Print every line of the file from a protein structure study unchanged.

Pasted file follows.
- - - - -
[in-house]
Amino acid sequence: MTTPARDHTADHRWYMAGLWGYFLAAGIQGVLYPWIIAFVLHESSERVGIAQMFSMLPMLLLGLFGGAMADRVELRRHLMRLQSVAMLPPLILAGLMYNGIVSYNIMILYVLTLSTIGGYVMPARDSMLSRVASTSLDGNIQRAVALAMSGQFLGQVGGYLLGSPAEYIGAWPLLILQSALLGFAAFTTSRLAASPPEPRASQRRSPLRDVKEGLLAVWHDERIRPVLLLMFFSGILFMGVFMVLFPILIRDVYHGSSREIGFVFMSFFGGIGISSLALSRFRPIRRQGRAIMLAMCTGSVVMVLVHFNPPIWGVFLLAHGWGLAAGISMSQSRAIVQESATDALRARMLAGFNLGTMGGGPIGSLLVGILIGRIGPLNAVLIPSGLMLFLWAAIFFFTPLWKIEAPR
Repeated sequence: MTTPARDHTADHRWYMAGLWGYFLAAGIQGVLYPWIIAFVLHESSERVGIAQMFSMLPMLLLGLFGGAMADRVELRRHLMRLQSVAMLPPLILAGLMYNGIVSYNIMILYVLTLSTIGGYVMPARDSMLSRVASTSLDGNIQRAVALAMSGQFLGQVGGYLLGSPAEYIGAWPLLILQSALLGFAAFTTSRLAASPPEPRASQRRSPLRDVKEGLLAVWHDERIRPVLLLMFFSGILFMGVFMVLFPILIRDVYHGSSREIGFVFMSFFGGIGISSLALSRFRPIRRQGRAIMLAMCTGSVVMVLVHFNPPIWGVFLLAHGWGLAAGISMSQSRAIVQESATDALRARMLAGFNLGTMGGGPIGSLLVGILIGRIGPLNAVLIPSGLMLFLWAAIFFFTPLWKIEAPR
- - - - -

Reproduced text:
[in-house]
Amino acid sequence: MTTPARDHTADHRWYMAGLWGYFLAAGIQGVLYPWIIAFVLHESSERVGIAQMFSMLPMLLLGLFGGAMADRVELRRHLMRLQSVAMLPPLILAGLMYNGIVSYNIMILYVLTLSTIGGYVMPARDSMLSRVASTSLDGNIQRAVALAMSGQFLGQVGGYLLGSPAEYIGAWPLLILQSALLGFAAFTTSRLAASPPEPRASQRRSPLRDVKEGLLAVWHDERIRPVLLLMFFSGILFMGVFMVLFPILIRDVYHGSSREIGFVFMSFFGGIGISSLALSRFRPIRRQGRAIMLAMCTGSVVMVLVHFNPPIWGVFLLAHGWGLAAGISMSQSRAIVQESATDALRARMLAGFNLGTMGGGPIGSLLVGILIGRIGPLNAVLIPSGLMLFLWAAIFFFTPLWKIEAPR
Repeated sequence: MTTPARDHTADHRWYMAGLWGYFLAAGIQGVLYPWIIAFVLHESSERVGIAQMFSMLPMLLLGLFGGAMADRVELRRHLMRLQSVAMLPPLILAGLMYNGIVSYNIMILYVLTLSTIGGYVMPARDSMLSRVASTSLDGNIQRAVALAMSGQFLGQVGGYLLGSPAEYIGAWPLLILQSALLGFAAFTTSRLAASPPEPRASQRRSPLRDVKEGLLAVWHDERIRPVLLLMFFSGILFMGVFMVLFPILIRDVYHGSSREIGFVFMSFFGGIGISSLALSRFRPIRRQGRAIMLAMCTGSVVMVLVHFNPPIWGVFLLAHGWGLAAGISMSQSRAIVQESATDALRARMLAGFNLGTMGGGPIGSLLVGILIGRIGPLNAVLIPSGLMLFLWAAIFFFTPLWKIEAPR